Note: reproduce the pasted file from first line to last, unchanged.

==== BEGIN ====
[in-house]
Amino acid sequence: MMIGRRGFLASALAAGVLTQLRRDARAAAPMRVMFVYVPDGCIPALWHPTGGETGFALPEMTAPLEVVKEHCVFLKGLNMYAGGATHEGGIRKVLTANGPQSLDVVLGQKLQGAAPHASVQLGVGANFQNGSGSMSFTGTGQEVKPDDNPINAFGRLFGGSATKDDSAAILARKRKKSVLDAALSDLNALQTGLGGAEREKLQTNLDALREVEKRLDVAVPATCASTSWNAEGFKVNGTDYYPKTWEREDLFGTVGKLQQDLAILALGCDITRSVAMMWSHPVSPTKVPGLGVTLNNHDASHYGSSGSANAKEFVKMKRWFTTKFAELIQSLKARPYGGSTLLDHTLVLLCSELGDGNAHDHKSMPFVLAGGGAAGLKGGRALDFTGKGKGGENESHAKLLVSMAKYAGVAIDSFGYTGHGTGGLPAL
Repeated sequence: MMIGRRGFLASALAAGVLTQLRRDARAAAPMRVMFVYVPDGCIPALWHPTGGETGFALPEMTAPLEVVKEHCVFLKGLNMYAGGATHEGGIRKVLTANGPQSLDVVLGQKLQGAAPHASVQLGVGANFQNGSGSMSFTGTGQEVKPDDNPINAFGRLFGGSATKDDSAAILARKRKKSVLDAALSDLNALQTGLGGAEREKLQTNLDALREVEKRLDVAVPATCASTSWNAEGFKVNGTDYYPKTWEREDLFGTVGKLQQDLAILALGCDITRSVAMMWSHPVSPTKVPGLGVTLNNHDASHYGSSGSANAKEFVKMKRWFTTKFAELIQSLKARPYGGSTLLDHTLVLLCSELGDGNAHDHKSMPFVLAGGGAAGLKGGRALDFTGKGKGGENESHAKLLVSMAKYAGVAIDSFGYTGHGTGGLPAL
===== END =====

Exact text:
[in-house]
Amino acid sequence: MMIGRRGFLASALAAGVLTQLRRDARAAAPMRVMFVYVPDGCIPALWHPTGGETGFALPEMTAPLEVVKEHCVFLKGLNMYAGGATHEGGIRKVLTANGPQSLDVVLGQKLQGAAPHASVQLGVGANFQNGSGSMSFTGTGQEVKPDDNPINAFGRLFGGSATKDDSAAILARKRKKSVLDAALSDLNALQTGLGGAEREKLQTNLDALREVEKRLDVAVPATCASTSWNAEGFKVNGTDYYPKTWEREDLFGTVGKLQQDLAILALGCDITRSVAMMWSHPVSPTKVPGLGVTLNNHDASHYGSSGSANAKEFVKMKRWFTTKFAELIQSLKARPYGGSTLLDHTLVLLCSELGDGNAHDHKSMPFVLAGGGAAGLKGGRALDFTGKGKGGENESHAKLLVSMAKYAGVAIDSFGYTGHGTGGLPAL
Repeated sequence: MMIGRRGFLASALAAGVLTQLRRDARAAAPMRVMFVYVPDGCIPALWHPTGGETGFALPEMTAPLEVVKEHCVFLKGLNMYAGGATHEGGIRKVLTANGPQSLDVVLGQKLQGAAPHASVQLGVGANFQNGSGSMSFTGTGQEVKPDDNPINAFGRLFGGSATKDDSAAILARKRKKSVLDAALSDLNALQTGLGGAEREKLQTNLDALREVEKRLDVAVPATCASTSWNAEGFKVNGTDYYPKTWEREDLFGTVGKLQQDLAILALGCDITRSVAMMWSHPVSPTKVPGLGVTLNNHDASHYGSSGSANAKEFVKMKRWFTTKFAELIQSLKARPYGGSTLLDHTLVLLCSELGDGNAHDHKSMPFVLAGGGAAGLKGGRALDFTGKGKGGENESHAKLLVSMAKYAGVAIDSFGYTGHGTGGLPAL